Wednesday, September 24, 2008

How To Make A Cup Of Tea

Before the British declare war for such sacrilegious treatment of our favourite beverage, I thought it necessary to provide a short instruction on the ancient art of tea making. It has come to my attention that many Americans believe that all tea should be made with ice. English readers, this may shock you.
For those still living in the dark ages a saucepan or a small bowl over a campfire will suffice, but cold water straight from the tap will not. * Boil a kettle full of water.
You can always water it down afterwards. However, make sure you read the packet beforehand and if in doubt make it too strong rather than too weak. Different brands of tea require different amounts of tea leaves for required strengths, but in general it should be one teaspoon for each person drinking and one for the pot. Empty the water out, then place tea leaves into the pot (these can be placed within a tea ball if you have one).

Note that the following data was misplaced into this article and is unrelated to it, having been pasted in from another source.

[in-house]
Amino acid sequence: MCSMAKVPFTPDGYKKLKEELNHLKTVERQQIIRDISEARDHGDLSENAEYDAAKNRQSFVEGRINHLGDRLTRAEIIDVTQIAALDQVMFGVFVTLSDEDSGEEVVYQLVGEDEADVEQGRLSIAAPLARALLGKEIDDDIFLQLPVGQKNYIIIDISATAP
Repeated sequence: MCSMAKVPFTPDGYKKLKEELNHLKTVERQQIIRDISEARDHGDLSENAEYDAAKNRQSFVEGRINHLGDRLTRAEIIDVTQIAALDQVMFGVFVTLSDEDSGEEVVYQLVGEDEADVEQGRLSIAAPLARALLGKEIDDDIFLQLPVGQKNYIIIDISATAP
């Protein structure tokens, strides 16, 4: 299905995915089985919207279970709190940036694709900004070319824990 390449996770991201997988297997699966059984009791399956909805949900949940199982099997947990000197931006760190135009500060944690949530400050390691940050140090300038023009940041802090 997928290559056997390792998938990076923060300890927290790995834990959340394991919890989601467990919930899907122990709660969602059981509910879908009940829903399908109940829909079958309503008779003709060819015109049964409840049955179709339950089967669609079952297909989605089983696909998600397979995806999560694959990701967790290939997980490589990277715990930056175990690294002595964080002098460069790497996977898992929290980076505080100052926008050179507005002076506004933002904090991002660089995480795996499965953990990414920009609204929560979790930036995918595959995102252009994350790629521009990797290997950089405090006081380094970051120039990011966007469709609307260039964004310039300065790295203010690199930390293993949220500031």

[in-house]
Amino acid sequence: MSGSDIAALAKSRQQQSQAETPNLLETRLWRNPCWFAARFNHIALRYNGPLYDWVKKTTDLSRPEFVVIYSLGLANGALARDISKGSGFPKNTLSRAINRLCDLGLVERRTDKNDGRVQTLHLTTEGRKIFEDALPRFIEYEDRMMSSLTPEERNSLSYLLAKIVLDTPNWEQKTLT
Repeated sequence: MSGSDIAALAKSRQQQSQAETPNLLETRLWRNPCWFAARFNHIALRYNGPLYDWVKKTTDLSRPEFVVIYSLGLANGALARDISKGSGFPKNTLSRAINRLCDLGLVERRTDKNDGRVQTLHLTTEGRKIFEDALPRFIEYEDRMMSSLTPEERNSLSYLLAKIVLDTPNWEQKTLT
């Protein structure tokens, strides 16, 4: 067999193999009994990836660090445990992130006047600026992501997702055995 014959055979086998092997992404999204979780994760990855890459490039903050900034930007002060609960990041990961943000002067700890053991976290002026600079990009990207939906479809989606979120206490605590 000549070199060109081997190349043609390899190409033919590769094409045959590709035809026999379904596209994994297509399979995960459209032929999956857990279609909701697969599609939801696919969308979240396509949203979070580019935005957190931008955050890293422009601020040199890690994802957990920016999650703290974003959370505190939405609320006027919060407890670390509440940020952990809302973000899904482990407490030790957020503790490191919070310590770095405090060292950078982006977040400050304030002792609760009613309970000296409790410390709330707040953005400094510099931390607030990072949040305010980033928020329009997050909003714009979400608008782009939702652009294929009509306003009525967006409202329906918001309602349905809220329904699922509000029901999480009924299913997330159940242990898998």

* Pour a little hot water into the teapot (preferably china rather than novelty) to warm it.
Merely leave to brew for between three to five minutes - any shorter and you will not get the flavour, any longer and it will stew. Do not drop the pot or stick it in the microwave. Do not add ice cubes or sugar. * Pour boiling water into the teapot.
It is also an offence to use milk in certain brands of tea, so do remember to check whether your chosen variety is better served with milk or lemon. This is an offence on a line with spitting into the pot, which should also be avoided. Never, ever add it afterwards.

* If you are using milk, pour it (from a china milk jug) into the matching china tea cups first.
* If you had not used a tea ball, you will have to strain the tea before pouring it into the china cups. A tea strainer is similar to a small sieve and does the job easily.
Until the invasion. Wonder out loud if this was really what the Boston Tea Party was all about, then dismiss it as paranoia and get on with your sweet iced-tea drinking lives. Sit back, relax, put on fake British accents and wave your pinkie around wildly, mocking pretentious Englishwomen who do not believe Americans can make tea. * Add sugar as required and stir with your solid silver teaspoons.
Andrea drinks tea, and a lot of it. She actually quite likes Americans, but that doesn't stop her disapproving of their beverage choices.
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